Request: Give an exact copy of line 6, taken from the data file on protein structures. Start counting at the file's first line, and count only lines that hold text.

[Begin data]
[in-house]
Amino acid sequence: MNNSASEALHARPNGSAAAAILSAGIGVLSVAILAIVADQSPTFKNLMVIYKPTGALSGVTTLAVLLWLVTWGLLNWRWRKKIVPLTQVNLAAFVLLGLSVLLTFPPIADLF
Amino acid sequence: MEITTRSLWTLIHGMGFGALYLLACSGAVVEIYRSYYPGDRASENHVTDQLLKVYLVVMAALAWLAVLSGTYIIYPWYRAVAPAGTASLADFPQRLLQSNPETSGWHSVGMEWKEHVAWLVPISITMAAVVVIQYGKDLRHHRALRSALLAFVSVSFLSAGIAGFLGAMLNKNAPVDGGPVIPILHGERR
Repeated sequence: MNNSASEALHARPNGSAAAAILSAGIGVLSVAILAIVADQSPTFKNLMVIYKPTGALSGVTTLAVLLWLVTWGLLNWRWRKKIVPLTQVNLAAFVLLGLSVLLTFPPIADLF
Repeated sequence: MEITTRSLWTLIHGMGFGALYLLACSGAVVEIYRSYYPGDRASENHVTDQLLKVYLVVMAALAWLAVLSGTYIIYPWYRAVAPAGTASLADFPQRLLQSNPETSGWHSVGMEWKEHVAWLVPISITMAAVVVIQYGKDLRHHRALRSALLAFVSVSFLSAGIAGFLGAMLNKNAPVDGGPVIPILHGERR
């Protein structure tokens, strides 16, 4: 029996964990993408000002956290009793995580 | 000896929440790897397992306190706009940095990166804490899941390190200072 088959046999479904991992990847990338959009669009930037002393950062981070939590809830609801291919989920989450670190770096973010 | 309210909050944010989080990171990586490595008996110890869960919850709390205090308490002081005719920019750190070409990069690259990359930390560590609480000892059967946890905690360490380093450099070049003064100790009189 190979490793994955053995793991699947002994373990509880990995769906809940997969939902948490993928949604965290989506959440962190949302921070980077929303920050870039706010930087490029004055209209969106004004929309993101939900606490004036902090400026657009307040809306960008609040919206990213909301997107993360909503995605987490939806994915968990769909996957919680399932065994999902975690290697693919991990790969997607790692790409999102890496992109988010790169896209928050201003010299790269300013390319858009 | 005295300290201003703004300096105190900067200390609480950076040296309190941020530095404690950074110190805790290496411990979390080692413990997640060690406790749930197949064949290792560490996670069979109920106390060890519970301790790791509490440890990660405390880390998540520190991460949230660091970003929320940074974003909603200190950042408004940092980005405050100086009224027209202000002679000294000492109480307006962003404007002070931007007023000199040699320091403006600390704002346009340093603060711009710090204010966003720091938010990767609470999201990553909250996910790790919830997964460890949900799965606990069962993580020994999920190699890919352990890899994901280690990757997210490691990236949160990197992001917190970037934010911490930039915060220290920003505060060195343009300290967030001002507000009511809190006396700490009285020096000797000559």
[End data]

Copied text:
């Protein structure tokens, strides 16, 4: 029996964990993408000002956290009793995580 | 000896929440790897397992306190706009940095990166804490899941390190200072 088959046999479904991992990847990338959009669009930037002393950062981070939590809830609801291919989920989450670190770096973010 | 309210909050944010989080990171990586490595008996110890869960919850709390205090308490002081005719920019750190070409990069690259990359930390560590609480000892059967946890905690360490380093450099070049003064100790009189 190979490793994955053995793991699947002994373990509880990995769906809940997969939902948490993928949604965290989506959440962190949302921070980077929303920050870039706010930087490029004055209209969106004004929309993101939900606490004036902090400026657009307040809306960008609040919206990213909301997107993360909503995605987490939806994915968990769909996957919680399932065994999902975690290697693919991990790969997607790692790409999102890496992109988010790169896209928050201003010299790269300013390319858009 | 005295300290201003703004300096105190900067200390609480950076040296309190941020530095404690950074110190805790290496411990979390080692413990997640060690406790749930197949064949290792560490996670069979109920106390060890519970301790790791509490440890990660405390880390998540520190991460949230660091970003929320940074974003909603200190950042408004940092980005405050100086009224027209202000002679000294000492109480307006962003404007002070931007007023000199040699320091403006600390704002346009340093603060711009710090204010966003720091938010990767609470999201990553909250996910790790919830997964460890949900799965606990069962993580020994999920190699890919352990890899994901280690990757997210490691990236949160990197992001917190970037934010911490930039915060220290920003505060060195343009300290967030001002507000009511809190006396700490009285020096000797000559």